The pay-to-play corruption at the heart of Vermont’s renewable energy policy.
by Rob Roper
This past week’s discussion in the Renewable Energy Standard Working Group, charged with drafting legislation to be considered by the General Assembly during the 2024 legislative session, highlighted some serious problems with Vermont’s energy policies, both philosophical and practical. At its core, “renewable” energy in our state is a scam designed to enrich politically connected special interests.
In the first of several revealing topics of conversation within the group, Chris Pearson, a former senator from Burlington now works for the Sierra Club, went into detail about how the sale/trading of renewable energy credits (RECs) – basically an indulgences scheme that allows carbon emitters to pay to swap their “dirty” energy for someone else’ “clean” energy — is really just, to use his term, a “shell game” allowing certain actors both public and private to mislead the public.
“Vermonters will celebrate, ‘Hey, our grid is 100% renewable!’” said Pearson, “[But] as long as we maintain RECs this is a total fiction… Vermonters would be surprised to hear both the headline that our grid is 100% renewable and we’re burning fossil fuels into Vermont because it turns out on a spreadsheet somewhere we’re buying renewable attributes from somewhere else so we can keep the fossil fuels going to supplement our power. That is weird! That is strange and it lacks integrity….”
“At some point,” Pearson concluded, “we’ve got to end this fiction…. Just generally, I think we do ourselves and this debate a great disservice if we don’t at least try to acknowledge the shell game that goes on when we allow RECs.”
The argument in favor of the REC system is that it can be manipulated in such a way as to lower the electric bills for customers in, for example, Burlington by some estimates as much as 25%. These accounting gimmicks accomplish nothing from a genuine environmental standpoint, but it does provide cover to politicians, activists, and suppliers who want to appear to the public as if they’re actually doing something “green” without making their constituents or customers actually pay the price.
While Pearson’s protestations against RECs can be taken as a true believer’s sincere desire for honest accounting, the policy of getting rid of RECs has another motivating repercussion. If Vermont power suppliers are prohibited from buying RECs from other states, it will force them to purchase more – and require others to build more – renewable energy locally. And this is what a lot of big money donors from the Vermont renewable energy business sector are really after – laws that force Vermonters to buy more and more of their products despite a near total lack of actual demand for them.
To this point, Ken Nolan, General Manager of Vermont Public Power Supply Authority (VPPSA), described how the Renewable Energy Standard (“REZ”) creates this corrupt false market based on special interest politics and crony corporatism at the expense of consumers.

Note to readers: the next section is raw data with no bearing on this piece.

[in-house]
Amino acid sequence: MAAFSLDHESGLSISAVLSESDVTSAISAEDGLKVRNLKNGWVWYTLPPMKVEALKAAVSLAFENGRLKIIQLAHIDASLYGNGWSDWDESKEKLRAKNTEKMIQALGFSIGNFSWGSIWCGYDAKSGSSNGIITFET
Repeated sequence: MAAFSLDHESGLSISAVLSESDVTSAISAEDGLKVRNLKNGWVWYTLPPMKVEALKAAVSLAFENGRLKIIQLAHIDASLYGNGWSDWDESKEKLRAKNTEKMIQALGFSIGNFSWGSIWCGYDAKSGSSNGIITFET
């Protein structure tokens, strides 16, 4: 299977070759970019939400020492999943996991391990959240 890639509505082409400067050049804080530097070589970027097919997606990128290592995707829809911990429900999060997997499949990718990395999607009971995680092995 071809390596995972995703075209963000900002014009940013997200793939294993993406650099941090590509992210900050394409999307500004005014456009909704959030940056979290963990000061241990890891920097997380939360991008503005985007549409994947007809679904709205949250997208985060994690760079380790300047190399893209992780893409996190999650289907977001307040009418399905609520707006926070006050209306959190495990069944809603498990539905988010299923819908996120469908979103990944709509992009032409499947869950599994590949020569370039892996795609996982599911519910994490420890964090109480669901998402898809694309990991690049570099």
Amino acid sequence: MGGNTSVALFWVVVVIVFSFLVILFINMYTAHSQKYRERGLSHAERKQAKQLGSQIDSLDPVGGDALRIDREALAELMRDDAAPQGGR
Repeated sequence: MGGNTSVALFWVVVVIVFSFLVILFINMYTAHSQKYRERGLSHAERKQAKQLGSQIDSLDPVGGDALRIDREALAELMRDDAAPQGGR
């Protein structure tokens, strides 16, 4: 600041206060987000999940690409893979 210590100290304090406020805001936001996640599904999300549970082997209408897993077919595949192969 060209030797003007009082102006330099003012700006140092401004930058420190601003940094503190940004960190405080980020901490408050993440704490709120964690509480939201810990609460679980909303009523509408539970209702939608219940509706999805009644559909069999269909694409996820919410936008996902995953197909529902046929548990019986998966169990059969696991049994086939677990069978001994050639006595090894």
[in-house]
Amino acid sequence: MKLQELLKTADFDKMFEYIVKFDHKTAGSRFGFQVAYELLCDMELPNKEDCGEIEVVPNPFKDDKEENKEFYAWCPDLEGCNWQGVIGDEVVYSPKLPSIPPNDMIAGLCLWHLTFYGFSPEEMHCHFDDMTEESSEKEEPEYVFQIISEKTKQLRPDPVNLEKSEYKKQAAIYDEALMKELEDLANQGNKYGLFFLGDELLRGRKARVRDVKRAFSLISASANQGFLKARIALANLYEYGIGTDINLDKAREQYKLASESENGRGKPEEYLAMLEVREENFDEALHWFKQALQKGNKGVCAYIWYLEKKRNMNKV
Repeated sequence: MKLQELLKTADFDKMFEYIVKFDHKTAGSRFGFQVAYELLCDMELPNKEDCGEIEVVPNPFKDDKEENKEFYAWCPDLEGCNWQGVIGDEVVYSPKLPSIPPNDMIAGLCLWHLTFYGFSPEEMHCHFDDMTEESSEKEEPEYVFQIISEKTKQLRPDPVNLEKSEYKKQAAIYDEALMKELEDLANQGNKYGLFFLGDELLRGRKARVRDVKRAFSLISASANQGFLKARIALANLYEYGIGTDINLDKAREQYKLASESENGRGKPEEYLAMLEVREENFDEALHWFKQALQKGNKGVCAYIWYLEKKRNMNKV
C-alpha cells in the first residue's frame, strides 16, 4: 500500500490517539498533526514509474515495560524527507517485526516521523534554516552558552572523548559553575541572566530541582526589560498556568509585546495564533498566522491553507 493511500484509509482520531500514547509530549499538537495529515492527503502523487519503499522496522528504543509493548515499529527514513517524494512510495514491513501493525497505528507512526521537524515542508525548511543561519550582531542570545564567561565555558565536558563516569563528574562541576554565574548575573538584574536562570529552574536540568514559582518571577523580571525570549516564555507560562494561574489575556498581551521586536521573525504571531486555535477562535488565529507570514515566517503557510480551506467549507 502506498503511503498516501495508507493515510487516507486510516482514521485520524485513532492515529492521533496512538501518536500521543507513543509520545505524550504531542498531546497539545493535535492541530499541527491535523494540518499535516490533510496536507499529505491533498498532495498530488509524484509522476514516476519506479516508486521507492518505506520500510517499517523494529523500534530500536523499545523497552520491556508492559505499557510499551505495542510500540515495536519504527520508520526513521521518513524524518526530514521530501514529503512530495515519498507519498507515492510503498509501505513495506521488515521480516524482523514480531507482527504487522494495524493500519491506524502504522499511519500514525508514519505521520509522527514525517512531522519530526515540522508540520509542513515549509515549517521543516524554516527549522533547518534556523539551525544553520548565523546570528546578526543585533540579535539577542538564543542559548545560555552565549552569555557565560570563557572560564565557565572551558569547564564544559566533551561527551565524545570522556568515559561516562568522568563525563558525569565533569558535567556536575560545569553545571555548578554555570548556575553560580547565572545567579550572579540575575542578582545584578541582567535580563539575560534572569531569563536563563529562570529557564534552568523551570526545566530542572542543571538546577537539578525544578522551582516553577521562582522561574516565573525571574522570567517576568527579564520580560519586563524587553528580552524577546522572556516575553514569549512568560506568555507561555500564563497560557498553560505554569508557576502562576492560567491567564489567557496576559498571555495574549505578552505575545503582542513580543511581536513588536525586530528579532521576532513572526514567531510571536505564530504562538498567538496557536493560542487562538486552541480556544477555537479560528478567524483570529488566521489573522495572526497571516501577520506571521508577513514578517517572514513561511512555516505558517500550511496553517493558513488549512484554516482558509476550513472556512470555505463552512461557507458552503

“VPPSA only buys power that has Vermont Tier 1 RECs attached to it. Before the REZ, we would buy what we call system power. It could be natural gas, oil, we didn’t care. Now that the REZ is in place, that contract has to say coming with Vermont Tier 1 RECs. Has to say it is supplying what we want for generation types and locations…. The policy decisions and the conversations that are happening are very directly pushing utilities to make certain decisions and avoid others…. The question is, who do we want to win? It’s what it comes back to. When you put solar or put a particular generation type that drives us to do business with the people who own those companies and pushes us away from folks who don’t own them.”
What Nolan is describing here – ie driving business to “the people who own those companies” — is the blatant pay-to-play political crony corruption that underlies our energy policy at the expense of Vermont citizens.
First of all, the fact that the question, “who do we want to win,” is even being asked by a group that is writing legislation should be a major red flag. It’s not government’s role to pick winners and losers in the marketplace. Those decisions belong to We the People.
But the question is being asked here and it does have an answer. Winners: wind and solar developers who are major donors to the Democrat and Progressive parties and their candidates. Losers: those who may supply better, cheaper, more reliable electricity but don’t support those politicians. Also losers: Vermonters who buy electricity.
The policy decisions and the conversations Nolan refers to are happening in this very committee, and are being driven by people with clear financial conflicts of interest and connections to “the people who own those companies”, as described in detail in my previous article, Conflicts of Interest in the Renewable Standards Working Group.
Rob Roper is a freelance writer with 20 years of experience in Vermont politics including three years service as chair of the Vermont Republican Party and nine years as President of the Ethan Allen Institute, Vermont’s free market think tank.